The result has been the attempt by intolerant governments and political figures to control the internet, shut it down or violate the rights of its users. China has an internet police that filters internet traffic. In 2011, Egypt tried to stop the people’s revolution by shutting down the internet. Tunisia, Italy, North Korea, Syria, Iran, Libya, India, Bangladesh, Burma, Nepal, Maldives, Iraq are other countries where the internet has been censored in one form or the other or completely shut down. The degree of civil society repression varies from one country to the other, but the excuse for abridging internet democracy could be as ridiculous as saying that the internet had to be shut down in order to prevent cheating in students’ examinations as has been the case in Iraq and Ethiopia.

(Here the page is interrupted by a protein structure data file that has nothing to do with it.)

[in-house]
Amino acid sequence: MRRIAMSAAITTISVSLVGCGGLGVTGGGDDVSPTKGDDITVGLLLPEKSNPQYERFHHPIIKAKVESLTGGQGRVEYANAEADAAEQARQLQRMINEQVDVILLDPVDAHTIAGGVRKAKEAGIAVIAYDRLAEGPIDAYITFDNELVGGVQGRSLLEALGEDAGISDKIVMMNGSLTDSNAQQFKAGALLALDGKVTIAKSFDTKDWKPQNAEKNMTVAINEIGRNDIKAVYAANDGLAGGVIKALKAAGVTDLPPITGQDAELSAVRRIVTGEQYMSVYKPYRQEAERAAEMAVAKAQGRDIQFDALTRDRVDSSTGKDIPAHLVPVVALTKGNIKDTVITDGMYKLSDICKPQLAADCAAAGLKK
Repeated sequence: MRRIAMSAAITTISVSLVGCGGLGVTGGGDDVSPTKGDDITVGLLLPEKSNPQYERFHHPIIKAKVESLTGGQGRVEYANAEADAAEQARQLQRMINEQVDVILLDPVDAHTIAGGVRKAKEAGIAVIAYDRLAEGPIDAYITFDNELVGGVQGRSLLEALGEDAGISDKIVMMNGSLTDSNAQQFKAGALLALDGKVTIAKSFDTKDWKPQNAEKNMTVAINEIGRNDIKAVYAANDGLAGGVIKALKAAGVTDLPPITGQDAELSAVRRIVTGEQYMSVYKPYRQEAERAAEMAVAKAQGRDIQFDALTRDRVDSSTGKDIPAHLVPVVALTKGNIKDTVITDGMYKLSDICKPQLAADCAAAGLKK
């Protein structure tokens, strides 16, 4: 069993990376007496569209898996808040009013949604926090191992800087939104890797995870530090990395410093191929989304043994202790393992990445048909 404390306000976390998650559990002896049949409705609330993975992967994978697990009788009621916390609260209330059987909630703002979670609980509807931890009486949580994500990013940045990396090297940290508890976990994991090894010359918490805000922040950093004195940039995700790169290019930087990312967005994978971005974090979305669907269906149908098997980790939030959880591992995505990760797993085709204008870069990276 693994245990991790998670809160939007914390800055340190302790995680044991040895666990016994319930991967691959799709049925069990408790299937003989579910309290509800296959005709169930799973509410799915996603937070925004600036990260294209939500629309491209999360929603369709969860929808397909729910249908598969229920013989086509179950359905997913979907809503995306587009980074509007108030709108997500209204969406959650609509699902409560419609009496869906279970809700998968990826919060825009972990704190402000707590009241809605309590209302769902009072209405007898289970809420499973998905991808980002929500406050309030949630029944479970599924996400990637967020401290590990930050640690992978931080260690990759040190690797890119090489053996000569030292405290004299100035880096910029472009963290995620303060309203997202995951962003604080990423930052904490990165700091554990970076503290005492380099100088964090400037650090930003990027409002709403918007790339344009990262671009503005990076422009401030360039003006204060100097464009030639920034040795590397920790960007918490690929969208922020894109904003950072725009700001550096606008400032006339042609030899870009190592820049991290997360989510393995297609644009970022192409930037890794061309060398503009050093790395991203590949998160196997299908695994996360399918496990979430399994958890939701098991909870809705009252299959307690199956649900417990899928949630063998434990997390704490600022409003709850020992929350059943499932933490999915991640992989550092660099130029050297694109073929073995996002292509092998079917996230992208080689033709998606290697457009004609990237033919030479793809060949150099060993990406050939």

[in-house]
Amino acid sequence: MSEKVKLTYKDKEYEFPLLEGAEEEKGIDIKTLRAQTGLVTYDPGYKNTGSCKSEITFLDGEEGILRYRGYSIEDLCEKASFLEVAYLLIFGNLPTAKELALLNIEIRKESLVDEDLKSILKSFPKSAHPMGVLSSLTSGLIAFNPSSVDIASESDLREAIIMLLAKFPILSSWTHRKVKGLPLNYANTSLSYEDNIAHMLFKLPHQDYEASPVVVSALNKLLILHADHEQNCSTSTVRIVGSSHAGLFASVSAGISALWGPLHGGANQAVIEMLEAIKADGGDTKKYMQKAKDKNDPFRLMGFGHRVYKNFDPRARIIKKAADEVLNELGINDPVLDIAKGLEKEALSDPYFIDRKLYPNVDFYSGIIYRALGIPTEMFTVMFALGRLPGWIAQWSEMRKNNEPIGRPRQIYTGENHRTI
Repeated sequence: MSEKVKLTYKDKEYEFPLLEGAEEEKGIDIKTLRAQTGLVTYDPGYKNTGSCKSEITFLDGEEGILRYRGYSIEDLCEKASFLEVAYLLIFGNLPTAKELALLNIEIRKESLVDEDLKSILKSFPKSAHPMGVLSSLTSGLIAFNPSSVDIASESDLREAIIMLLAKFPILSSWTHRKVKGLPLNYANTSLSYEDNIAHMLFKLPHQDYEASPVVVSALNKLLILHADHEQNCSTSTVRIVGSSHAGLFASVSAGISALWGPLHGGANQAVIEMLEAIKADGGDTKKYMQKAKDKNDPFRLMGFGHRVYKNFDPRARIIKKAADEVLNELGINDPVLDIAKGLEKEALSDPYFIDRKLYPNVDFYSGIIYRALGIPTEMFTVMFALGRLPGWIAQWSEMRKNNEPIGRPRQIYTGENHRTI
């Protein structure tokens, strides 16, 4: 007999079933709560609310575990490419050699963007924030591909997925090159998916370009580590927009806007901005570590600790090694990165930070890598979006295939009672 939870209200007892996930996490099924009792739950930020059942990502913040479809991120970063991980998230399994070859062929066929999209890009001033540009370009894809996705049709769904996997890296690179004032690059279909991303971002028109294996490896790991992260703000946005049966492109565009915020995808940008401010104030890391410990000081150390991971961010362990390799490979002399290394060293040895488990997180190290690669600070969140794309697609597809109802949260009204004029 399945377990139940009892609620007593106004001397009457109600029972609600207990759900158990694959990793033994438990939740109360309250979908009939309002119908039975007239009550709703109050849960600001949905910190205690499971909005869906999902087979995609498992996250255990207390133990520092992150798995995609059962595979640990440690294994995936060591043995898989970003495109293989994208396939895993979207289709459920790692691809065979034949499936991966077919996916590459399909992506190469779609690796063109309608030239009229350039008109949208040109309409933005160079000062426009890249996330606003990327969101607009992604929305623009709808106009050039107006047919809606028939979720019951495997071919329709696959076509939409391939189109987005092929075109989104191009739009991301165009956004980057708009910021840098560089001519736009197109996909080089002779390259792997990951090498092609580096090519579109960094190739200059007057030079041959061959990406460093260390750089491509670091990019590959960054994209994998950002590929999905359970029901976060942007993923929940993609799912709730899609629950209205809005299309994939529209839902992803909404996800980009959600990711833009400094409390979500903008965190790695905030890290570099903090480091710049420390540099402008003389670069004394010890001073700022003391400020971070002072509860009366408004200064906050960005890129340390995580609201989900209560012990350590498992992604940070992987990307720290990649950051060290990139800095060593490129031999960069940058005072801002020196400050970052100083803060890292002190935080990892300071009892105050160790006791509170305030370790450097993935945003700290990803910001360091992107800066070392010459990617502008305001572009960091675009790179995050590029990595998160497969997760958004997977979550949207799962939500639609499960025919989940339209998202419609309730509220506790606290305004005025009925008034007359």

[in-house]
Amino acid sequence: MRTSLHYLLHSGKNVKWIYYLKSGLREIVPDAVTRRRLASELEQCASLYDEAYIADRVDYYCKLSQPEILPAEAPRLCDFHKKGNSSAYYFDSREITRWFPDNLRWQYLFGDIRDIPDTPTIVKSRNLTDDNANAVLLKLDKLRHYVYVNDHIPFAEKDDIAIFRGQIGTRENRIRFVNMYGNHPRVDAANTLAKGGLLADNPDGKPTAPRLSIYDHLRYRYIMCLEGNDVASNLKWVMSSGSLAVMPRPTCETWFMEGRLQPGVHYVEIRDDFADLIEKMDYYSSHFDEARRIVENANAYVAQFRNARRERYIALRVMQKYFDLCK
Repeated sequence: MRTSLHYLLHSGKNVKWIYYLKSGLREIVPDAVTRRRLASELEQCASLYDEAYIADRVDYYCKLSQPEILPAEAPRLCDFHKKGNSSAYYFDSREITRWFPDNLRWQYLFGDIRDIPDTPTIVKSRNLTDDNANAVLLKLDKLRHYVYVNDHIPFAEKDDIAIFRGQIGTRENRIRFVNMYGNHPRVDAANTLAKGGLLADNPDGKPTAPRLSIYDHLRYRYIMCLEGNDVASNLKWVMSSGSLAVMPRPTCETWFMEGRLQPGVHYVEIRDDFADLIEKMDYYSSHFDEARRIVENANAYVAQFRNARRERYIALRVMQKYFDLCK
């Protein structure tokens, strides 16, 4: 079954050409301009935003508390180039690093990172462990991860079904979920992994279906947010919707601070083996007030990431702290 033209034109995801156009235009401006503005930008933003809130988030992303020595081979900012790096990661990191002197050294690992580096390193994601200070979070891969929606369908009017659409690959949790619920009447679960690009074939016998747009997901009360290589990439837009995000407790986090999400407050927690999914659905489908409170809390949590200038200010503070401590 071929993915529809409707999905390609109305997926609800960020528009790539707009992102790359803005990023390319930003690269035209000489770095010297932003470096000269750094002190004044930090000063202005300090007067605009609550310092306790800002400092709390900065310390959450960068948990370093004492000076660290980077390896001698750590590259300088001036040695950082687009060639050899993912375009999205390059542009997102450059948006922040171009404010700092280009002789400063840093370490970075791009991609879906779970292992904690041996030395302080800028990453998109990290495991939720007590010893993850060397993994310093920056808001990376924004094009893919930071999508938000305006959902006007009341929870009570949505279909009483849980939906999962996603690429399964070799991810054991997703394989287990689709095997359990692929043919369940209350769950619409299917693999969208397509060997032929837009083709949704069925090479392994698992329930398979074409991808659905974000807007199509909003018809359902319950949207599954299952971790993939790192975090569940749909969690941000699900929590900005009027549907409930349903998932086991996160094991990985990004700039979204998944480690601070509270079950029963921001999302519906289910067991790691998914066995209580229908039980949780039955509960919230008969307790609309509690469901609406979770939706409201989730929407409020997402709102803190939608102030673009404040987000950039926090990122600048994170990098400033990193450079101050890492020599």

Generally, shutting down the internet has become the new mode of repression and a standard response to dissent. African states and governments have joined the trend. In the last year alone, 11 African governments have shut down the internet in one form or the other. These include the Democratic Republic of Congo (ostensibly to reduce the capacity to transmit “abusive messages,” but actually to stop the people from opposing President Joseph Kabila’s attempt to prolong his tenure); Gambia (a few days to the 2016 elections), Togo (to check protests against President Faure Gnassingbe, and the people’s request for multi-party elections and Presidential term-limits), Ethiopia, Gabon, Gambia, Egypt, Uganda, Zambia, Zimbabwe and Morocco.